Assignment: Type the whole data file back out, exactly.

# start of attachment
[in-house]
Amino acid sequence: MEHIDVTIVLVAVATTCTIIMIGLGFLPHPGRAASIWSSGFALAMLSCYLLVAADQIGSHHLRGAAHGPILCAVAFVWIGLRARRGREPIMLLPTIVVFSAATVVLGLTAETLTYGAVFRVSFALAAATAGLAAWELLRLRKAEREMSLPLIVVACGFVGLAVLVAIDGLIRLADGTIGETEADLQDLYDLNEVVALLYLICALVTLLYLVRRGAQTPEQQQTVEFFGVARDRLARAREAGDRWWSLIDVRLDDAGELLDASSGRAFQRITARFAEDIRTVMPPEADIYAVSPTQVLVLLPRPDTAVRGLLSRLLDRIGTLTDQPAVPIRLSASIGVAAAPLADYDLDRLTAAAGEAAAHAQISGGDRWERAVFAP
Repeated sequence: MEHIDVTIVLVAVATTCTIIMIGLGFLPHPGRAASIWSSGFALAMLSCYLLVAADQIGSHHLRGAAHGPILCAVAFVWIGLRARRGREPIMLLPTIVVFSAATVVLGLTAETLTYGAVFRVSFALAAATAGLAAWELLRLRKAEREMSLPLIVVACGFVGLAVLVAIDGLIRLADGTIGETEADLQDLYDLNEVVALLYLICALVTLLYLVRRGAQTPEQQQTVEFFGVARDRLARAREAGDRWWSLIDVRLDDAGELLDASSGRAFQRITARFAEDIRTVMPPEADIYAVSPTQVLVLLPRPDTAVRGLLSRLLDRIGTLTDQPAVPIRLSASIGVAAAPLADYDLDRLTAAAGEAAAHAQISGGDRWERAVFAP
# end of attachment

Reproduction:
[in-house]
Amino acid sequence: MEHIDVTIVLVAVATTCTIIMIGLGFLPHPGRAASIWSSGFALAMLSCYLLVAADQIGSHHLRGAAHGPILCAVAFVWIGLRARRGREPIMLLPTIVVFSAATVVLGLTAETLTYGAVFRVSFALAAATAGLAAWELLRLRKAEREMSLPLIVVACGFVGLAVLVAIDGLIRLADGTIGETEADLQDLYDLNEVVALLYLICALVTLLYLVRRGAQTPEQQQTVEFFGVARDRLARAREAGDRWWSLIDVRLDDAGELLDASSGRAFQRITARFAEDIRTVMPPEADIYAVSPTQVLVLLPRPDTAVRGLLSRLLDRIGTLTDQPAVPIRLSASIGVAAAPLADYDLDRLTAAAGEAAAHAQISGGDRWERAVFAP
Repeated sequence: MEHIDVTIVLVAVATTCTIIMIGLGFLPHPGRAASIWSSGFALAMLSCYLLVAADQIGSHHLRGAAHGPILCAVAFVWIGLRARRGREPIMLLPTIVVFSAATVVLGLTAETLTYGAVFRVSFALAAATAGLAAWELLRLRKAEREMSLPLIVVACGFVGLAVLVAIDGLIRLADGTIGETEADLQDLYDLNEVVALLYLICALVTLLYLVRRGAQTPEQQQTVEFFGVARDRLARAREAGDRWWSLIDVRLDDAGELLDASSGRAFQRITARFAEDIRTVMPPEADIYAVSPTQVLVLLPRPDTAVRGLLSRLLDRIGTLTDQPAVPIRLSASIGVAAAPLADYDLDRLTAAAGEAAAHAQISGGDRWERAVFAP